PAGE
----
efinition ofthe Study”Peace-making” and “collective security” are twoimportant concepts of international relations.
While “peace-making”means the process of bringing about peace,especially by reconciling adversaries1, “collectivesecurity” means the cooperation of several countries in an alliance tostrengthen the security of each2. Under a collective security arrangement, an aggressor against any onestate is considered an aggressor against all other states, which act togetherto repel the aggressor3. These twoconcepts will help to understand attitudeof UnitedNations.After II. World War,51 states founded an international organization which called United Nations(UN) on October 24, 1945. Some of the main purposes of United Nations aremaintain international peace and security, and to thatend: to take effective collective measures for the prevention and removal ofthreats to the peace, and for the suppression of acts of aggression or otherbreaches of the peace, and to bring about by peaceful means, and in conformitywith the principles of justice and international law, adjustment or settlementof international disputes or situations which might lead to a breach of the peace4. As it seems, “peace-making” and”collective security” aretwo important concepts that have connectionwith principles of United Nations.
This connection also can be seen at Charterof United Nations. According to UnitedNations, the parties to any dispute, the continuance of which is likely toendanger the maintenance of international peace and security, shall, first ofall, seek a solution by negotiation, enquiry, mediation, conciliation,arbitration, judicial settlement, resort to regional agencies or arrangements,or other peaceful means of their own choice5. It also canbe seen ascontribution of United Nations about “peace-making”. On the otherhand, Charter of United Nations is more detailed about “collectivesecurity”.Chapter VII is generally about “collective security”and Security Council of United Nations is seen as body of this collectivemovement. According to United Nations, All Members of the United Nations, inorder to contribute to the maintenance of international peace and security,undertake to make available to the Security Council, on its call and inaccordance with a special agreement or agreements, armed forces, assistance,and facilities, including rightsof passage, necessary for the purpose ofmaintaining international peace and security.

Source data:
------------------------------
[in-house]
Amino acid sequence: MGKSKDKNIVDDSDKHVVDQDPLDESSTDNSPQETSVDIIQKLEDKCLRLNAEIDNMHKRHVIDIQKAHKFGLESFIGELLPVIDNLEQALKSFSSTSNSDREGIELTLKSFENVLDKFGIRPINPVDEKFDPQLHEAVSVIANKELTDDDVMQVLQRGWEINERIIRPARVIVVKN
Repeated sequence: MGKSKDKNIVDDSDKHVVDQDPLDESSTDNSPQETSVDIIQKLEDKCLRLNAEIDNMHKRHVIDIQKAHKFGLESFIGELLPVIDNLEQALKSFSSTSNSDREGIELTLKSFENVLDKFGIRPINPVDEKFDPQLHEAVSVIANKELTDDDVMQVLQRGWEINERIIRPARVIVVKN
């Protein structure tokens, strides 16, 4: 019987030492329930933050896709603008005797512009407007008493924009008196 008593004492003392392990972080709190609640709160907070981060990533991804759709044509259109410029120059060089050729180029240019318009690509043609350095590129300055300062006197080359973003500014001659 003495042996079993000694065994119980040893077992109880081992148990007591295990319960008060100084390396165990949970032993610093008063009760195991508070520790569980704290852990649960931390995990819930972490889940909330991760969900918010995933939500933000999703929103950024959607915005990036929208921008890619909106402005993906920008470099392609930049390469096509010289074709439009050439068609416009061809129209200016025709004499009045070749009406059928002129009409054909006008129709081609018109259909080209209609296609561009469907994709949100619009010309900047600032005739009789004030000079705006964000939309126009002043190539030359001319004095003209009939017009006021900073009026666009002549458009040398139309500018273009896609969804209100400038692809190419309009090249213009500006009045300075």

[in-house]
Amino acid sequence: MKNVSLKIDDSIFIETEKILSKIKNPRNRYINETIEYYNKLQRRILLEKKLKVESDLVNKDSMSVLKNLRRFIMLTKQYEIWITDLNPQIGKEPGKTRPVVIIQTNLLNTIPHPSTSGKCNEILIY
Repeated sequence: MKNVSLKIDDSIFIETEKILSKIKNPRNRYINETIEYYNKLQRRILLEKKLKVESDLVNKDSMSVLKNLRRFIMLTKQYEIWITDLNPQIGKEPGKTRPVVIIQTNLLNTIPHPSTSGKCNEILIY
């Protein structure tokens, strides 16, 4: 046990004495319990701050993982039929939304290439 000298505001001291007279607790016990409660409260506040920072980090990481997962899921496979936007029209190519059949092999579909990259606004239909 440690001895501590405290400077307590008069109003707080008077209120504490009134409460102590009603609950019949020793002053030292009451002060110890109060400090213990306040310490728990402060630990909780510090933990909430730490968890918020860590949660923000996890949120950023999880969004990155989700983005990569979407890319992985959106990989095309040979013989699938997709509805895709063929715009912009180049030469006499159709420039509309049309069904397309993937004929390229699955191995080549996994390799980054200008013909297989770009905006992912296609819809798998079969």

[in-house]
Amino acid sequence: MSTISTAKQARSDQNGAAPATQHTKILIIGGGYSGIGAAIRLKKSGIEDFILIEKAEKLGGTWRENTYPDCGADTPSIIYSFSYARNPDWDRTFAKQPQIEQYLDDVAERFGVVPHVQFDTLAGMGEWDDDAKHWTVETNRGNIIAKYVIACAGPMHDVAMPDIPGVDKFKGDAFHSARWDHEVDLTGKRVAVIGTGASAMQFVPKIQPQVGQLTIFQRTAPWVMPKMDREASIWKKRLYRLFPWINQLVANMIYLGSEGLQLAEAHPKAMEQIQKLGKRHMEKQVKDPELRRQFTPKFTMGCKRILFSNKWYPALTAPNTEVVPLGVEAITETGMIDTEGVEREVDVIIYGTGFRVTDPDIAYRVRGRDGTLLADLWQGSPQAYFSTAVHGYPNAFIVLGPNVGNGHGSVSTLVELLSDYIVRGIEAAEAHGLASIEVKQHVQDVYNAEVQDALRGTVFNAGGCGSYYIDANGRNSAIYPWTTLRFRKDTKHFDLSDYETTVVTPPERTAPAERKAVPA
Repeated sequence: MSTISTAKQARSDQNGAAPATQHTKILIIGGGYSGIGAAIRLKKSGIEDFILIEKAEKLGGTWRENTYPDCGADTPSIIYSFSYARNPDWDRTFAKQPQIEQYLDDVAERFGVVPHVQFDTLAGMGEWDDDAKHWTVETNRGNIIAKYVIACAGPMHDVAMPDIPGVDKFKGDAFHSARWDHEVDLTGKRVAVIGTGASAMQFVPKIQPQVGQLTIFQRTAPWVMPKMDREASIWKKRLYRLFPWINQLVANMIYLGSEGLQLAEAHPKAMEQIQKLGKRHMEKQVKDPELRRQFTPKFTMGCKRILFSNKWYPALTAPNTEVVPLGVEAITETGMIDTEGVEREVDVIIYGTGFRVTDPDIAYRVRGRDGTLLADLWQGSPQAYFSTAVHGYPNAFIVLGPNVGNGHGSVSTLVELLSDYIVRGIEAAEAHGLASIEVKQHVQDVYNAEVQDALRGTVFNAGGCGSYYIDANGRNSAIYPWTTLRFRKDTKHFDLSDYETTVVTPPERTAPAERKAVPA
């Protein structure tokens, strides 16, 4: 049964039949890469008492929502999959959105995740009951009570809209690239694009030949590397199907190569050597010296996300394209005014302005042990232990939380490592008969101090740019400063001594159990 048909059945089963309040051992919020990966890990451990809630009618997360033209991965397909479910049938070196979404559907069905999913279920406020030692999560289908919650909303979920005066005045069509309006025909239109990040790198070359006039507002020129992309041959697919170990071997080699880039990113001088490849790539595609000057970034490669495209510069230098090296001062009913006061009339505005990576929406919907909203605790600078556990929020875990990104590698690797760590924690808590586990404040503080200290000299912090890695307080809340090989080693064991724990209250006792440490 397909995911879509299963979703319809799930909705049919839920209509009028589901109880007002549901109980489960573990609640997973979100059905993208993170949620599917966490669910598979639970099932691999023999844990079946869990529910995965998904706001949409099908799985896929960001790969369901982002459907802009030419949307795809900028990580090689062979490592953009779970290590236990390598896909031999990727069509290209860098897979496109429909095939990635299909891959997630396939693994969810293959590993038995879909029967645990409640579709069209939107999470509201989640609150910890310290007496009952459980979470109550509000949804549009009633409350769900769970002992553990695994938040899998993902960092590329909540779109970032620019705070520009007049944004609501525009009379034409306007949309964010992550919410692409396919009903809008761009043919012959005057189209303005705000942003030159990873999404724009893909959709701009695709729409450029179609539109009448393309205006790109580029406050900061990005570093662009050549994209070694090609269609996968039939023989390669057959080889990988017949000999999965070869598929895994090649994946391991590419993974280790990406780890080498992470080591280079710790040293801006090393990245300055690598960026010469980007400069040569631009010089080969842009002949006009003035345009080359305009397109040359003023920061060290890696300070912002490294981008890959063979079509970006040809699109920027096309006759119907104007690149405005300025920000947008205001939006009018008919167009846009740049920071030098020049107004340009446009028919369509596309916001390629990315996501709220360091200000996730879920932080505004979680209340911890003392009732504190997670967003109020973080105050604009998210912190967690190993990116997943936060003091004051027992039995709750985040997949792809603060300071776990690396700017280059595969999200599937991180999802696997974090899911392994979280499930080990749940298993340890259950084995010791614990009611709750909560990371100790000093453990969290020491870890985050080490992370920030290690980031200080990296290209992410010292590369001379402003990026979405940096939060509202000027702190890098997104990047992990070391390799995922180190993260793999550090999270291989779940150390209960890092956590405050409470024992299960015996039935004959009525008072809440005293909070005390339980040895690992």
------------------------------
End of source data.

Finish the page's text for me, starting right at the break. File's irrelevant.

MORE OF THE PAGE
6The relationship between “peace-making” and”collective security”have played acrucial role at theCold War period and its aftermath. Furthermore, history of this relationship isas old as Westphalian Treaty. Great powers always tried to maintain peace andsecurity because of unfortunate results of French Revolution that affectedother states.
But they couldn’t conclude an absolute peace and security. EvenLeague of Nations collapsed. Creation of United Nations was their last attemptto maintain peace and security and this was their last hope because World WarII was the first war that used Nuclear Weapons and seen their monstrousresults.And in the need of restrict this power thistwo concepts become noteworthy andthe relation between them grown stronger.
On the other hand, during Cold Warthis relationship gained different perspectives due to polarization of states.The World War II coalition of great powers (the United States, TheSoviet Union, Great Britain, France and China), whose unity had been key toUN’s founding, became a victim of rising tensions almost before the firstGeneral Assembly session in 1946. Developments in Europe and Asia between 1946and 1950 soon make it clear that the emerging Cold War would have fundamentaleffects on the UN.7 Even the admission of new members to the UNwas affected between 1950 and 1955, as each side vetoed applications fromstates that were allied with other. The Cold War made Security Council actionson peace and security treats extremely problematic.
It resulted in someconflicts such as French and American wars in Vietnam and Soviet interventionsin Czechoslovakia and Hungary, not being brought to the UN at all. A UNresponse to the North Korean invasion of South Korea in 1950 was possible onlybecause the Soviet Union was boycotting the Security Council at the time. 8As a case “Korean War” was the best optionto see abird’s eyeviewof UnitedNations role and position regarding a study thatfocuses on United Nations, Cold War period, “peace-making” and”collective security”.